32. 32. The data application of claim 31, wherein the data application determines whether the data packet comprises a real time protocol (RTP) packet and based on the content of head information associated with the RTP packet, the data stream comprising video data. And further comprising a packet checking unit configured to determine that.
  33. An apparatus for scaling a video stream for transmission on a communication channel in a network, the apparatus comprising:
    An access node coupled to the network;
    A packet gateway coupled to the access node and the network; And
    A video scaling unit coupled to the packet gateway, the access node, and the network,
    The video scaling unit,
    Receive a trigger from the access node,
    Process the trigger to determine a desired data rate for transmitting the video stream on the communication channel,
    Scale the bit rate of the video stream according to a desired data rate based on the capacity of the communication channel,
    The video stream includes a plurality of HyperText Transfer Protocol (HTTP) streams, wherein at least two of the HTTP streams have different rates, and scaling the bit rate indicates that the data packet of the video stream is the same. And selecting one of the HTTP streams having one of different rates that can be transmitted over the communication channel according to capacity.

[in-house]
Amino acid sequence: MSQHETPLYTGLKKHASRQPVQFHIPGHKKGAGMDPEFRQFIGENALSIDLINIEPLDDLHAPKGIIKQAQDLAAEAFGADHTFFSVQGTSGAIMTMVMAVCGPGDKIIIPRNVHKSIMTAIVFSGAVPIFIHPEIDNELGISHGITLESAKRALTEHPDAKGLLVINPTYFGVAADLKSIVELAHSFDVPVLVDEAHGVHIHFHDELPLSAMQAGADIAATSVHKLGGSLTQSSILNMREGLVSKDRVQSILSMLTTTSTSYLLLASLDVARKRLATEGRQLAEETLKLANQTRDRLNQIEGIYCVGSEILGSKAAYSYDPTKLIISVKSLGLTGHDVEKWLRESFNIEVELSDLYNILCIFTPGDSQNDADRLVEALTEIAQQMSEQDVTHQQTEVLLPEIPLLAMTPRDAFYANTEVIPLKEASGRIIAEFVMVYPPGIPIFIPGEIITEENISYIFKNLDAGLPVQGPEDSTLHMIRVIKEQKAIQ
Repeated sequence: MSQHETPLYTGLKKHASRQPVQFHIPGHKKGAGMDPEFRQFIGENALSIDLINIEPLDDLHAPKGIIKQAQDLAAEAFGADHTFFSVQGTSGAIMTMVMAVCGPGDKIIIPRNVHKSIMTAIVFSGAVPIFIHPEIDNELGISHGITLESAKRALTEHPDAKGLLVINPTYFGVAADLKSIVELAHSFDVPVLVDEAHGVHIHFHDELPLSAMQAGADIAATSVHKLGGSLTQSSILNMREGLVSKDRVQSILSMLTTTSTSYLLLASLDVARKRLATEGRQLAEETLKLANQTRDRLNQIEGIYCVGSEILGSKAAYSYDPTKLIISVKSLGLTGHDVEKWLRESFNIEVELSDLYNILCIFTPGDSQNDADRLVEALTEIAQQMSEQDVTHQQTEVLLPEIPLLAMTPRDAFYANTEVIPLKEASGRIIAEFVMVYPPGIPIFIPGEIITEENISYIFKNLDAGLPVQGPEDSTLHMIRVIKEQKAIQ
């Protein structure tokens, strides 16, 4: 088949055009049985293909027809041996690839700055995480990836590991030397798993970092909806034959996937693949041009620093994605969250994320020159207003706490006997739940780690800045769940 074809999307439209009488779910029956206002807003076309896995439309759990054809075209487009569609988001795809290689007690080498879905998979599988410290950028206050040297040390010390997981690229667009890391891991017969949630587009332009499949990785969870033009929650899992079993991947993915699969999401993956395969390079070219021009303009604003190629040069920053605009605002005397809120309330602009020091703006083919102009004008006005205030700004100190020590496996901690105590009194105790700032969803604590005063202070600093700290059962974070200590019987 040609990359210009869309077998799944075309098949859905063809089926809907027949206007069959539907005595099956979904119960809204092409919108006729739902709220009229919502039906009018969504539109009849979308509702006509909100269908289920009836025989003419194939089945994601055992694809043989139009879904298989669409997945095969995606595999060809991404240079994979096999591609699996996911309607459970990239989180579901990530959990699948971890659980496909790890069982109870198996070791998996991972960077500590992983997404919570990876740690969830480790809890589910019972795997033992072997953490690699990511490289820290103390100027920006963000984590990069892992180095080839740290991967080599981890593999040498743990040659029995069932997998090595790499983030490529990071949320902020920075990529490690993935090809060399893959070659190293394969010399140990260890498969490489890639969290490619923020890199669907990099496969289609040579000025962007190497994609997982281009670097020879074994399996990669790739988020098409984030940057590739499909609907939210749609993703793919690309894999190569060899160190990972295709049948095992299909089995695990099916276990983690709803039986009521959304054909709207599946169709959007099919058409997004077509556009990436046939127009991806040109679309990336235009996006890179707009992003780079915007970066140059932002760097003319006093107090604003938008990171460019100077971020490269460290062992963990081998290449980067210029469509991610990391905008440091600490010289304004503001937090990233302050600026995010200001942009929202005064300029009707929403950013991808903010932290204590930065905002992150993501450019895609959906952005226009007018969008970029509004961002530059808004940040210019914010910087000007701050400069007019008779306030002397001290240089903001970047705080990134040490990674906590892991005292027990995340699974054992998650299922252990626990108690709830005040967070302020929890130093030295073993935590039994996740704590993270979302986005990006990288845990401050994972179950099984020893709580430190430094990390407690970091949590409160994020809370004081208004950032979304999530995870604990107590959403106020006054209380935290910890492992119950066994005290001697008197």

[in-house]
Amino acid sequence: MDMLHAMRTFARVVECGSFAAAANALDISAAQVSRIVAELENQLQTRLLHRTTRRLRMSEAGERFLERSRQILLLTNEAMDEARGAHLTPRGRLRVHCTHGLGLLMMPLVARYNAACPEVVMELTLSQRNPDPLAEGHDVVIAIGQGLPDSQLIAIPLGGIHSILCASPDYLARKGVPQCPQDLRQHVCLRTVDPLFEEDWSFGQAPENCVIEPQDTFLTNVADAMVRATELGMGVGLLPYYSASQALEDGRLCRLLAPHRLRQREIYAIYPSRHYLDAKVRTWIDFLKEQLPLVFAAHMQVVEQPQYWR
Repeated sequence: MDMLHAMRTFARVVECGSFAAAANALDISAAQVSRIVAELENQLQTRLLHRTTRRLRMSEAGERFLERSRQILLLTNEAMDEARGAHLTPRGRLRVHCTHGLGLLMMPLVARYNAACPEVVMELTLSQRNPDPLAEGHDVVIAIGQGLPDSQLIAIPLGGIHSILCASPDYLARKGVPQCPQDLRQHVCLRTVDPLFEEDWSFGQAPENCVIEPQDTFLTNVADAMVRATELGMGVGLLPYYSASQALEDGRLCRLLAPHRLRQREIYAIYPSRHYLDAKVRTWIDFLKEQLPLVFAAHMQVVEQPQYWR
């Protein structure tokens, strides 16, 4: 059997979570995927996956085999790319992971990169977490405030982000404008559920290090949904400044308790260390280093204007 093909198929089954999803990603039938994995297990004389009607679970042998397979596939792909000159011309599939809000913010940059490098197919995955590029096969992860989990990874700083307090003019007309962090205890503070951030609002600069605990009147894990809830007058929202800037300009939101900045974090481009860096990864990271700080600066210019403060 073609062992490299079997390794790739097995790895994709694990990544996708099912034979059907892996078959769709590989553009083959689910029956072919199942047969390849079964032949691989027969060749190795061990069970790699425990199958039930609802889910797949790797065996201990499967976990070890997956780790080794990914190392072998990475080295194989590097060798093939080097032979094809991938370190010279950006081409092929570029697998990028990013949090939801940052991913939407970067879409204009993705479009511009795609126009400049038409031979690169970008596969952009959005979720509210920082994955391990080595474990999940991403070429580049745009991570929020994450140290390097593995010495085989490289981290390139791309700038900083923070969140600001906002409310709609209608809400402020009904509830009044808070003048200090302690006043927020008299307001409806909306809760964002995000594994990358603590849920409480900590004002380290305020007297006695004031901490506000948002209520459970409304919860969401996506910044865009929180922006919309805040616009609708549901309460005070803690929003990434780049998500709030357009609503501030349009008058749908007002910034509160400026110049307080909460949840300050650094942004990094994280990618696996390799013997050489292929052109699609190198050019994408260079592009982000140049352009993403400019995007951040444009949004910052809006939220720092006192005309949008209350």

34. 34. The apparatus of claim 33, wherein the communication channel comprises a plurality of logical channels associated with a plurality of devices.
  35. 34. The apparatus of claim 33, wherein the communication channel comprises a plurality of logical channels, wherein at least two of the plurality of logical channels have different desired data rates.
  36. The scaling of a video stream of claim 33, wherein scaling the bit rate comprises scaling the bit rate for a logical channel associated with the device when the desired data rate exceeds the capacity of a logical channel. Device.